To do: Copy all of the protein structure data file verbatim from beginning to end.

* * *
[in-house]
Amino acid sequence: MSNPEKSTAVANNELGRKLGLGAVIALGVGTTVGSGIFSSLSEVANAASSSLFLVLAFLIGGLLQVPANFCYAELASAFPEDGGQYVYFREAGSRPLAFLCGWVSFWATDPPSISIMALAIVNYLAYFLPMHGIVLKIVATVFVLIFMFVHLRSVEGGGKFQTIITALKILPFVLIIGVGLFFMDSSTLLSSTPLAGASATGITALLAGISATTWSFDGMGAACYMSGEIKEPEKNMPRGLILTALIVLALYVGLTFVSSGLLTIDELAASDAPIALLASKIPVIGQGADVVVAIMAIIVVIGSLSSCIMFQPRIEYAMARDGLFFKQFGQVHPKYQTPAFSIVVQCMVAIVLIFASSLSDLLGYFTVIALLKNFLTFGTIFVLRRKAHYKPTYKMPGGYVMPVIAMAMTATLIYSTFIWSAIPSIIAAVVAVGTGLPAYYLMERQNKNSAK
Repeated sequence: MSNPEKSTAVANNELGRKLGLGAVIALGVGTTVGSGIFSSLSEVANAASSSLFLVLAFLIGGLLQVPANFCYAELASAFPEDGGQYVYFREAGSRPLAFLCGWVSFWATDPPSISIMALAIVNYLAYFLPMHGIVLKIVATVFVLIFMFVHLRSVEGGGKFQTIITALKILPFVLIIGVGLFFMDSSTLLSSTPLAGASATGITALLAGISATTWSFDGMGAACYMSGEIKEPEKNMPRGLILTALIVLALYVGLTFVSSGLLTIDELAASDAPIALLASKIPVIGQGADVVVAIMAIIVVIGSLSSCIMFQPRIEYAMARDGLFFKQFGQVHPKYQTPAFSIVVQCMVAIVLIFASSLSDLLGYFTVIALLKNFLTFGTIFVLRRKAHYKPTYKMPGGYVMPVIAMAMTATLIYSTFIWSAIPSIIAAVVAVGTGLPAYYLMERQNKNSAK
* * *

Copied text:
[in-house]
Amino acid sequence: MSNPEKSTAVANNELGRKLGLGAVIALGVGTTVGSGIFSSLSEVANAASSSLFLVLAFLIGGLLQVPANFCYAELASAFPEDGGQYVYFREAGSRPLAFLCGWVSFWATDPPSISIMALAIVNYLAYFLPMHGIVLKIVATVFVLIFMFVHLRSVEGGGKFQTIITALKILPFVLIIGVGLFFMDSSTLLSSTPLAGASATGITALLAGISATTWSFDGMGAACYMSGEIKEPEKNMPRGLILTALIVLALYVGLTFVSSGLLTIDELAASDAPIALLASKIPVIGQGADVVVAIMAIIVVIGSLSSCIMFQPRIEYAMARDGLFFKQFGQVHPKYQTPAFSIVVQCMVAIVLIFASSLSDLLGYFTVIALLKNFLTFGTIFVLRRKAHYKPTYKMPGGYVMPVIAMAMTATLIYSTFIWSAIPSIIAAVVAVGTGLPAYYLMERQNKNSAK
Repeated sequence: MSNPEKSTAVANNELGRKLGLGAVIALGVGTTVGSGIFSSLSEVANAASSSLFLVLAFLIGGLLQVPANFCYAELASAFPEDGGQYVYFREAGSRPLAFLCGWVSFWATDPPSISIMALAIVNYLAYFLPMHGIVLKIVATVFVLIFMFVHLRSVEGGGKFQTIITALKILPFVLIIGVGLFFMDSSTLLSSTPLAGASATGITALLAGISATTWSFDGMGAACYMSGEIKEPEKNMPRGLILTALIVLALYVGLTFVSSGLLTIDELAASDAPIALLASKIPVIGQGADVVVAIMAIIVVIGSLSSCIMFQPRIEYAMARDGLFFKQFGQVHPKYQTPAFSIVVQCMVAIVLIFASSLSDLLGYFTVIALLKNFLTFGTIFVLRRKAHYKPTYKMPGGYVMPVIAMAMTATLIYSTFIWSAIPSIIAAVVAVGTGLPAYYLMERQNKNSAK